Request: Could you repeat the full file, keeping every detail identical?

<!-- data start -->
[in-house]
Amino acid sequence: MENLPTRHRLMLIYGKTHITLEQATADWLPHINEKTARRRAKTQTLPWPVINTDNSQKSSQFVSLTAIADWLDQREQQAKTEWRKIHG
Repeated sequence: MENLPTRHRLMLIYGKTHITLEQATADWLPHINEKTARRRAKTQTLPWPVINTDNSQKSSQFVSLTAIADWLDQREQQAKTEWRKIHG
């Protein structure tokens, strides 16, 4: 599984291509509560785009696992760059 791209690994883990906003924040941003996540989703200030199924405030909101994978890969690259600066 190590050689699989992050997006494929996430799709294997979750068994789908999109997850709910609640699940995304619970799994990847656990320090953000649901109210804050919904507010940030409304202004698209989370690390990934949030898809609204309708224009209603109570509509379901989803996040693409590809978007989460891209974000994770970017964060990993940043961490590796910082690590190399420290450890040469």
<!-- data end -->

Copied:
[in-house]
Amino acid sequence: MENLPTRHRLMLIYGKTHITLEQATADWLPHINEKTARRRAKTQTLPWPVINTDNSQKSSQFVSLTAIADWLDQREQQAKTEWRKIHG
Repeated sequence: MENLPTRHRLMLIYGKTHITLEQATADWLPHINEKTARRRAKTQTLPWPVINTDNSQKSSQFVSLTAIADWLDQREQQAKTEWRKIHG
């Protein structure tokens, strides 16, 4: 599984291509509560785009696992760059 791209690994883990906003924040941003996540989703200030199924405030909101994978890969690259600066 190590050689699989992050997006494929996430799709294997979750068994789908999109997850709910609640699940995304619970799994990847656990320090953000649901109210804050919904507010940030409304202004698209989370690390990934949030898809609204309708224009209603109570509509379901989803996040693409590809978007989460891209974000994770970017964060990993940043961490590796910082690590190399420290450890040469």